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Reduced Amygdala Activation in Young Adults at High Risk of Alcoholism: Studies from the Oklahoma Family Health Patterns Project

  • David C. Glahn
    Affiliations
    Neuroimaging Core, Department of Psychiatry, University of Texas Health Science Center at San Antonio, San Antonio, Texas
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  • William R. Lovallo
    Correspondence
    Address reprint requests to William R. Lovallo, Ph.D., Behavioral Sciences Laboratories (151A), Veterans Affairs Medical Center, 921 NE 13th Street, Oklahoma City, OK 73104
    Affiliations
    Behavioral Sciences Laboratories, Veterans Affairs Medical Center, Oklahoma City, Oklahoma.
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  • Peter T. Fox
    Affiliations
    Research Imaging Center, University of Texas Health Science Center at San Antonio and South Texas Veterans Health Care System, San Antonio, Texas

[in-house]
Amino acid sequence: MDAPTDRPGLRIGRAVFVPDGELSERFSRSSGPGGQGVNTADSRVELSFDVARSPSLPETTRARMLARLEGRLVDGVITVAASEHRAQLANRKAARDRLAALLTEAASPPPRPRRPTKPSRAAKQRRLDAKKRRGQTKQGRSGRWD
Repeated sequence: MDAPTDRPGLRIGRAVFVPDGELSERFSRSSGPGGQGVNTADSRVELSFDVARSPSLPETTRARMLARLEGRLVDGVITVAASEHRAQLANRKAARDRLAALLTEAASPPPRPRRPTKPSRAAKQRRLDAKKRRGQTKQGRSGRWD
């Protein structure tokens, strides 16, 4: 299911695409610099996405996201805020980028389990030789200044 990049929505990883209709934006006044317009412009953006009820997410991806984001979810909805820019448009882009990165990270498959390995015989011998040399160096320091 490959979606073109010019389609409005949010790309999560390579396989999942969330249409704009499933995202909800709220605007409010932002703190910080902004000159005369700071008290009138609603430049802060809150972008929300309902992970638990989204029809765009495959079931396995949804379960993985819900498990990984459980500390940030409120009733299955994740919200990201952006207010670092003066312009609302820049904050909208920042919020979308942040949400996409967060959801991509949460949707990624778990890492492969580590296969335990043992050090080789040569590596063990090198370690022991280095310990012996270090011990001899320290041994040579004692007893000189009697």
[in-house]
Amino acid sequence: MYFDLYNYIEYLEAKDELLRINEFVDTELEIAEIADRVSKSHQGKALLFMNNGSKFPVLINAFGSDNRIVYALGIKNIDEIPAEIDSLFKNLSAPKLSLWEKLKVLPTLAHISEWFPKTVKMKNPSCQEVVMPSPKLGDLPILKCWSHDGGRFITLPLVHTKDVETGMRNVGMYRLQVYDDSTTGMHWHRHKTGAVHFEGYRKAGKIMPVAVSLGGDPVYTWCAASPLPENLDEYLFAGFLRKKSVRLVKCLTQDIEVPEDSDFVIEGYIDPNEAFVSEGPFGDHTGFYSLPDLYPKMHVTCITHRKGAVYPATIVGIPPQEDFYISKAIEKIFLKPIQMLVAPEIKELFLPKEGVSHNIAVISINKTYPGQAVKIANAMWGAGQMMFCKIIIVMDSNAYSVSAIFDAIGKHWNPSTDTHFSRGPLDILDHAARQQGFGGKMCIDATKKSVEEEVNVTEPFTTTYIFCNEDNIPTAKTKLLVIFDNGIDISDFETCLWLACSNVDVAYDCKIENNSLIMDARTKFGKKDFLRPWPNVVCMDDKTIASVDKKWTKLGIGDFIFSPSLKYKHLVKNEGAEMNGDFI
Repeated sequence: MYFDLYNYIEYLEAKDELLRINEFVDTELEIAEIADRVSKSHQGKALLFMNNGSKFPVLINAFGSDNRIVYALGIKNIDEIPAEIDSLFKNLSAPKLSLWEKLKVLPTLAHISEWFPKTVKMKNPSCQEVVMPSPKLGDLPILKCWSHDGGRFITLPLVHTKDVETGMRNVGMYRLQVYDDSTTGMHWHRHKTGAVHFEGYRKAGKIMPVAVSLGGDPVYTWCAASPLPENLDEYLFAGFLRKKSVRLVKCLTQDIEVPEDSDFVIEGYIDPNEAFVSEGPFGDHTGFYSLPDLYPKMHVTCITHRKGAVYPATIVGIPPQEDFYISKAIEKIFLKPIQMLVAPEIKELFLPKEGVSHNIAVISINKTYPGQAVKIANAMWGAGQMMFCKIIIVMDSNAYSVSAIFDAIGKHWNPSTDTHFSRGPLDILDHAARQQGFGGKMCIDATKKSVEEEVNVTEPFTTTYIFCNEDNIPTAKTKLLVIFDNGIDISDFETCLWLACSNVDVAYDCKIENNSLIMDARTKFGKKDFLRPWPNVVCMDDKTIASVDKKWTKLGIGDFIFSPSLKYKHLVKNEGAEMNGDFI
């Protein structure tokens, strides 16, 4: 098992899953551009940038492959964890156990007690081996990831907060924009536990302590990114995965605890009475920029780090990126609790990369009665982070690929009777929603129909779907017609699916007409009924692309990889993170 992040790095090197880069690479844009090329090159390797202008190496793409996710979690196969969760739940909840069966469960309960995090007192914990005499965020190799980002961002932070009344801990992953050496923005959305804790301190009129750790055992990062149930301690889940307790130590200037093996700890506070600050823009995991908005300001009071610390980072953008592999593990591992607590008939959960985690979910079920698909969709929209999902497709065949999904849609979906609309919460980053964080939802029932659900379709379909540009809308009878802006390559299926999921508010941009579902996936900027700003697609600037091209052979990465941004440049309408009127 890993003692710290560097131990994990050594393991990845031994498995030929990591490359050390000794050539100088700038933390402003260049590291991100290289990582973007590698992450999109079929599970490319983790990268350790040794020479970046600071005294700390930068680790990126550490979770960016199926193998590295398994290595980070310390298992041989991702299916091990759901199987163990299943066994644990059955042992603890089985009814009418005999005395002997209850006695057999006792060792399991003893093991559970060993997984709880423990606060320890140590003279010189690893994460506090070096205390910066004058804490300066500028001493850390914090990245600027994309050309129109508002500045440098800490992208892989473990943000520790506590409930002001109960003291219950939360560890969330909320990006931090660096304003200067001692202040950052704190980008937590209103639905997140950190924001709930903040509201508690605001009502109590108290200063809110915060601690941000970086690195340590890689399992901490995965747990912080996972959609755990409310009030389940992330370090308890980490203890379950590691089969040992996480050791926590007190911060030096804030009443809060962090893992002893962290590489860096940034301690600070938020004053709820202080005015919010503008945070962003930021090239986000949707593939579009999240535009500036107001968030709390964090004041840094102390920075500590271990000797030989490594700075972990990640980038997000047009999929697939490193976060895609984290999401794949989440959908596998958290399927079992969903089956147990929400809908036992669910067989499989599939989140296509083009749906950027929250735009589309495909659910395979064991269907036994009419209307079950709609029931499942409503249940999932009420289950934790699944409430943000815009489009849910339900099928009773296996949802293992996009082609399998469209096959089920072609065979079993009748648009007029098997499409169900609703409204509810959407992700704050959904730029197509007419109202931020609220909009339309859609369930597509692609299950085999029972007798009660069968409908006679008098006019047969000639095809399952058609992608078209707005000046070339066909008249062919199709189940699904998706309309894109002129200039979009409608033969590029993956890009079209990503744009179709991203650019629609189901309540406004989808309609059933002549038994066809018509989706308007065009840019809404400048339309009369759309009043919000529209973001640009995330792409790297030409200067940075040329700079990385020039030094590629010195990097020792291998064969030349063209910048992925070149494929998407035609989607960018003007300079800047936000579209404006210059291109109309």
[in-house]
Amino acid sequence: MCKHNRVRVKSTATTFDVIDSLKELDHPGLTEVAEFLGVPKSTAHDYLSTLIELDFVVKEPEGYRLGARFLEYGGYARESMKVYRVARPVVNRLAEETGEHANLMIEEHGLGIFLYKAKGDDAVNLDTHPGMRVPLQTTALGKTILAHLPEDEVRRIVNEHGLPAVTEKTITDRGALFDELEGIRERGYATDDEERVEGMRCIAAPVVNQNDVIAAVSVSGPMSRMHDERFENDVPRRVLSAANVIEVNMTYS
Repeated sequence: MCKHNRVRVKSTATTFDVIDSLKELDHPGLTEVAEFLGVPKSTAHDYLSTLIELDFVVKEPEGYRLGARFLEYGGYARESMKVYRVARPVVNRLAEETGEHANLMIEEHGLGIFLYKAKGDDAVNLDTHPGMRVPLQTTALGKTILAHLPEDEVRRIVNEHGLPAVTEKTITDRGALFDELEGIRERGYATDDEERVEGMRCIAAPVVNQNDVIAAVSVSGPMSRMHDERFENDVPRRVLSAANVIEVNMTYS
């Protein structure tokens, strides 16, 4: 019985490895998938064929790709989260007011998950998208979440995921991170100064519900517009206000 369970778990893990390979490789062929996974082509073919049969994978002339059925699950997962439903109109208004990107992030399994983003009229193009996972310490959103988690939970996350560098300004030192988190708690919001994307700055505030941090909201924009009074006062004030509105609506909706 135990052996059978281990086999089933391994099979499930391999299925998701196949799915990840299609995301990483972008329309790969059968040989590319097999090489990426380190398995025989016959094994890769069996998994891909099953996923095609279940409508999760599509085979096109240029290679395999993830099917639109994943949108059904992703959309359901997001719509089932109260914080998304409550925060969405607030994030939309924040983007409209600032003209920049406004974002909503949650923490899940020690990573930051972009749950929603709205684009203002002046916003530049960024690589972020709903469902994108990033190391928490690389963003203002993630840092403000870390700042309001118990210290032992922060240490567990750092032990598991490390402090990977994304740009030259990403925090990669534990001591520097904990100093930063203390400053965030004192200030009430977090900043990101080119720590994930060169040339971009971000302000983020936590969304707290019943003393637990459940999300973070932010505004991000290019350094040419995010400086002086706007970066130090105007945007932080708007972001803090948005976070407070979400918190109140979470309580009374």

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Published:February 16, 2007DOI:https://doi.org/10.1016/j.biopsych.2006.09.041

      Background

      Risk of alcoholism is higher in those with a positive family history (FH+) and in those showing behavioral disinhibition, possibly reflecting altered limbic system function.

      Methods

      We performed functional magnetic resonance imaging (fMRI) in 17 nonabusing young adults, 9 with FH+ and high in disinhibition versus 8 with a negative family history (FH−) and low in disinhibition. We probed limbic system reactivity with a recognition task using faces expressing fear versus geometric objects.

      Results

      Subjects with FH− had robust activation to the faces in the region of the right and left amygdalar complexes (p’s < .05), while subjects with FH+ had no such activation (p’s > .46). The blood oxygenation level-dependent (BOLD) signal in the region of the amygdala was correlated with scores on the self-report measure of temperament in the combined groups (r = .51, p < .04).

      Conclusions

      Behaviorally disinhibited temperament, found in many with FH+, may be associated with amygdalar hyporesponsiveness and a failure to avoid risky decisions, increasing the person’s liability for alcohol abuse.

      Key Words

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